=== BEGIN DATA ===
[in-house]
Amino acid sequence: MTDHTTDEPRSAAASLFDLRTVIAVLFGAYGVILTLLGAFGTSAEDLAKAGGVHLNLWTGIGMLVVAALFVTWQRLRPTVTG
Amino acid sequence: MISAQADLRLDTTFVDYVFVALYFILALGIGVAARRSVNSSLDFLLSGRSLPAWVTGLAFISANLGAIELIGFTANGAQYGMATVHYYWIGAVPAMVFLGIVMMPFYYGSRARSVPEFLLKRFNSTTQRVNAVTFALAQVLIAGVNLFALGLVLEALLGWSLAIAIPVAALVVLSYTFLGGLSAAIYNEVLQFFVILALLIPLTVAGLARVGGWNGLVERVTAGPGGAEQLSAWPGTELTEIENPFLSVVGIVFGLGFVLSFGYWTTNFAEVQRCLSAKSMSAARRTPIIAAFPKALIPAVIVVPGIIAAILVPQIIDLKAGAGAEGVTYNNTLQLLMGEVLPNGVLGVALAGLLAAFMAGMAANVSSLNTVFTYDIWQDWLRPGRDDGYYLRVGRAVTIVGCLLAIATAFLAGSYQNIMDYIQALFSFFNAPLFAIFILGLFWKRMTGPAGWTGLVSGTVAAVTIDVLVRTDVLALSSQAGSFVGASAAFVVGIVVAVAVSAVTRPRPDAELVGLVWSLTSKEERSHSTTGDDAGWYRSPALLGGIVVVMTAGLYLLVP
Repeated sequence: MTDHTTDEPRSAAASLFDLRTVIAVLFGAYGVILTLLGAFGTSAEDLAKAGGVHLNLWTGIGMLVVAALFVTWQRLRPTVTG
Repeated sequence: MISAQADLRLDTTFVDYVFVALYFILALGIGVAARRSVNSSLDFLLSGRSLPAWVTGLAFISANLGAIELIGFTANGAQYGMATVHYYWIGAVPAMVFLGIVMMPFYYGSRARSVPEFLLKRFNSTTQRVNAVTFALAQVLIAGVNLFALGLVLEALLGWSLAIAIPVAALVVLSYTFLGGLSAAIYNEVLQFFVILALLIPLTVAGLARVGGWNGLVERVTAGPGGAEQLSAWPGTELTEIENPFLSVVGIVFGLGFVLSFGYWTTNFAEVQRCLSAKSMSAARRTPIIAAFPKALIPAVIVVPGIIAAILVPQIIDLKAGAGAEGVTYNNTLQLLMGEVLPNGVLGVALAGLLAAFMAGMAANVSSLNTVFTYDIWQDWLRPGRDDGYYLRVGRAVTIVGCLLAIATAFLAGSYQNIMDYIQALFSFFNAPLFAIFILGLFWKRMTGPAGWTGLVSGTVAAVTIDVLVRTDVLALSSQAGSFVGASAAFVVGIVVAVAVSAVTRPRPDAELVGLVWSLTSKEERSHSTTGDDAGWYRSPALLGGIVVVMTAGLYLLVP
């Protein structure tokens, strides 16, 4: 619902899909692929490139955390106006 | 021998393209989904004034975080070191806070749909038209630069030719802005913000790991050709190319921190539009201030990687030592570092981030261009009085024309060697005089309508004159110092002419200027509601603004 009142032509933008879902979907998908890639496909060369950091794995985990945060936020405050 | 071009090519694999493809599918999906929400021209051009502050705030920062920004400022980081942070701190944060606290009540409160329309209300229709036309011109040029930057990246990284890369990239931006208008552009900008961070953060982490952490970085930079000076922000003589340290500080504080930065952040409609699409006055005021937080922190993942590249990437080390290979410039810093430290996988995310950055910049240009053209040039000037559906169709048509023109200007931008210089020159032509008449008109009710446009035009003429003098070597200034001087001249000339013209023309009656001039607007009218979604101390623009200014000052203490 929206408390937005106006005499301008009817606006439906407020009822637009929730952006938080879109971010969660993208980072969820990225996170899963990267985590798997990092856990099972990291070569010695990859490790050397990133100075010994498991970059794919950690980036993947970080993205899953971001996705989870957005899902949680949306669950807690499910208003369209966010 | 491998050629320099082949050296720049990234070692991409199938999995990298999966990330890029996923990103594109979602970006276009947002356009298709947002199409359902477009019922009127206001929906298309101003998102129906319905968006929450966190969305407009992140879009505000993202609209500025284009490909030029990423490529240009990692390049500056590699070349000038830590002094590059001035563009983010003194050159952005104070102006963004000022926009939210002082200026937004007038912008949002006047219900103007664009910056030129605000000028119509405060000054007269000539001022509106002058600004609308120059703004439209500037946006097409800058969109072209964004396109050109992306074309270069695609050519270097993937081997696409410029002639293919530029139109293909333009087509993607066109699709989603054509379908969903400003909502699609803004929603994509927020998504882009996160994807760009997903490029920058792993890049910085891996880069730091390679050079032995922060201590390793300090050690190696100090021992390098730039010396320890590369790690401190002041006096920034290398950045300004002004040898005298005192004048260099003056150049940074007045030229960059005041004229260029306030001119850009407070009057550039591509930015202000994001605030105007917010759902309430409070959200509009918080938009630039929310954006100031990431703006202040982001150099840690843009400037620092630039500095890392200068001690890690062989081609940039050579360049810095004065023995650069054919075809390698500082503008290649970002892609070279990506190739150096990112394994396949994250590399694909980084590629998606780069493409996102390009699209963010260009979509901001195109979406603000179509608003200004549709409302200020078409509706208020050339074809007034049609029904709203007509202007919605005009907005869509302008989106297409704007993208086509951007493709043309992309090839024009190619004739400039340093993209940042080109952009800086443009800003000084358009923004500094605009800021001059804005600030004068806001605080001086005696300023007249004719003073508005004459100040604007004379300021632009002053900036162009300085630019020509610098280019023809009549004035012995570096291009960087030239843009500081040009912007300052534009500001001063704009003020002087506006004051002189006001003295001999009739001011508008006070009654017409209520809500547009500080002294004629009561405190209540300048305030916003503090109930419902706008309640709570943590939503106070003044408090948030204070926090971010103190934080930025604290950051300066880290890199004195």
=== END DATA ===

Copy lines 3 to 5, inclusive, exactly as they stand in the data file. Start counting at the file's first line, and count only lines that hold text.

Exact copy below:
Amino acid sequence: MISAQADLRLDTTFVDYVFVALYFILALGIGVAARRSVNSSLDFLLSGRSLPAWVTGLAFISANLGAIELIGFTANGAQYGMATVHYYWIGAVPAMVFLGIVMMPFYYGSRARSVPEFLLKRFNSTTQRVNAVTFALAQVLIAGVNLFALGLVLEALLGWSLAIAIPVAALVVLSYTFLGGLSAAIYNEVLQFFVILALLIPLTVAGLARVGGWNGLVERVTAGPGGAEQLSAWPGTELTEIENPFLSVVGIVFGLGFVLSFGYWTTNFAEVQRCLSAKSMSAARRTPIIAAFPKALIPAVIVVPGIIAAILVPQIIDLKAGAGAEGVTYNNTLQLLMGEVLPNGVLGVALAGLLAAFMAGMAANVSSLNTVFTYDIWQDWLRPGRDDGYYLRVGRAVTIVGCLLAIATAFLAGSYQNIMDYIQALFSFFNAPLFAIFILGLFWKRMTGPAGWTGLVSGTVAAVTIDVLVRTDVLALSSQAGSFVGASAAFVVGIVVAVAVSAVTRPRPDAELVGLVWSLTSKEERSHSTTGDDAGWYRSPALLGGIVVVMTAGLYLLVP
Repeated sequence: MTDHTTDEPRSAAASLFDLRTVIAVLFGAYGVILTLLGAFGTSAEDLAKAGGVHLNLWTGIGMLVVAALFVTWQRLRPTVTG
Repeated sequence: MISAQADLRLDTTFVDYVFVALYFILALGIGVAARRSVNSSLDFLLSGRSLPAWVTGLAFISANLGAIELIGFTANGAQYGMATVHYYWIGAVPAMVFLGIVMMPFYYGSRARSVPEFLLKRFNSTTQRVNAVTFALAQVLIAGVNLFALGLVLEALLGWSLAIAIPVAALVVLSYTFLGGLSAAIYNEVLQFFVILALLIPLTVAGLARVGGWNGLVERVTAGPGGAEQLSAWPGTELTEIENPFLSVVGIVFGLGFVLSFGYWTTNFAEVQRCLSAKSMSAARRTPIIAAFPKALIPAVIVVPGIIAAILVPQIIDLKAGAGAEGVTYNNTLQLLMGEVLPNGVLGVALAGLLAAFMAGMAANVSSLNTVFTYDIWQDWLRPGRDDGYYLRVGRAVTIVGCLLAIATAFLAGSYQNIMDYIQALFSFFNAPLFAIFILGLFWKRMTGPAGWTGLVSGTVAAVTIDVLVRTDVLALSSQAGSFVGASAAFVVGIVVAVAVSAVTRPRPDAELVGLVWSLTSKEERSHSTTGDDAGWYRSPALLGGIVVVMTAGLYLLVP